While Mike Trout, rookie sensation for the Anaheim Angels of Southern California somewhere near Disneyland, is a slam dunk for Rookie of the Year award in the A.L., as a Most Valuable Player candidate he's doesn't belong in the conversation.
Why, you may ask? It is more about semantics and the performance of his team than anything else.
Here in the cheap seats, we don't think anyone from a non-playoff team can be the MVP. With Trout the Angels are currently in third place in the four team AL West, 9.5 games behind the division leading Texas Rangers and 5 games ahead of cellar dwelling Seattle. The Angels are closer to the bottom than the top. Without Trout the Angels may or may not be competing with Seattle for the worst division record. Either way, they're on the wrong side of the playoff picture.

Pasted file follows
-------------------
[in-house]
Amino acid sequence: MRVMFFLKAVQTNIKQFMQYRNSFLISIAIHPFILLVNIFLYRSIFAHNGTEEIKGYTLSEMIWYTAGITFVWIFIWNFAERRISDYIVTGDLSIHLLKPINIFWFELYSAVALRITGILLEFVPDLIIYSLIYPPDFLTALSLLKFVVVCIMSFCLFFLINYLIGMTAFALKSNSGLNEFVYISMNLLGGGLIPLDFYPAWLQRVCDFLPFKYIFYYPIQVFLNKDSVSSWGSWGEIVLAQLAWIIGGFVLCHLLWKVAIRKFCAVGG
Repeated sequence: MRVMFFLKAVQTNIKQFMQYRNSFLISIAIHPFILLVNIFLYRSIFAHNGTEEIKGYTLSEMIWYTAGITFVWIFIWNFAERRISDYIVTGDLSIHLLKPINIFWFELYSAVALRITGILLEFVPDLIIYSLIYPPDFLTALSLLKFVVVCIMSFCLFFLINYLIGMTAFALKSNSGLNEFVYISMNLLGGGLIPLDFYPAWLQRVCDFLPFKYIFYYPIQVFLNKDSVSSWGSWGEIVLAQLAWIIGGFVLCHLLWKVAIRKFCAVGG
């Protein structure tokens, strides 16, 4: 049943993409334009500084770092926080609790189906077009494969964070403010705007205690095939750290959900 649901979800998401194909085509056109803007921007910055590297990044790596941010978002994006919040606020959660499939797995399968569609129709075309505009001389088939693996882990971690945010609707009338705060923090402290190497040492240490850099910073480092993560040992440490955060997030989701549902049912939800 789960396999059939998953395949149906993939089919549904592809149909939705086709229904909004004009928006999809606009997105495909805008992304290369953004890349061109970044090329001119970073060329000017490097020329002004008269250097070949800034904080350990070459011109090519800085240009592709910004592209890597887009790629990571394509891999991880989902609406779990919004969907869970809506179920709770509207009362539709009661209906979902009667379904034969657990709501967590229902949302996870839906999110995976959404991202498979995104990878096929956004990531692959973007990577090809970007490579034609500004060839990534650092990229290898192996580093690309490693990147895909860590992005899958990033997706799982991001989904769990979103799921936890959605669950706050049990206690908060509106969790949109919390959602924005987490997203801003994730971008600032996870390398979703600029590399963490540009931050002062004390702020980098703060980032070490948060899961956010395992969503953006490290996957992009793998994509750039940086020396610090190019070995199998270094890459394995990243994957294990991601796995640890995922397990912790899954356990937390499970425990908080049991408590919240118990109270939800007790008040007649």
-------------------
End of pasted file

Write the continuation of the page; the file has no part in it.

How valuable is that? And yes, this is where we play semantics. If the award were called the Most Outstanding Player, then Trout belongs in the conversation. But most valuable? I think not. He is not even the most valuable player on his own team. Of course that player has yet to be found. The most valuable player for the Angels would be the pitcher that could stop the bleeding in that hot mess of a bullpen.
Trout is having an excellent year. Putting up superb numbers, MVP type numbers. If he played on a playoff bound team. There is still time for the Angels to squeak into the expanded playoffs, but those chances are slim. Until then, leave Trout out of any MVP talk.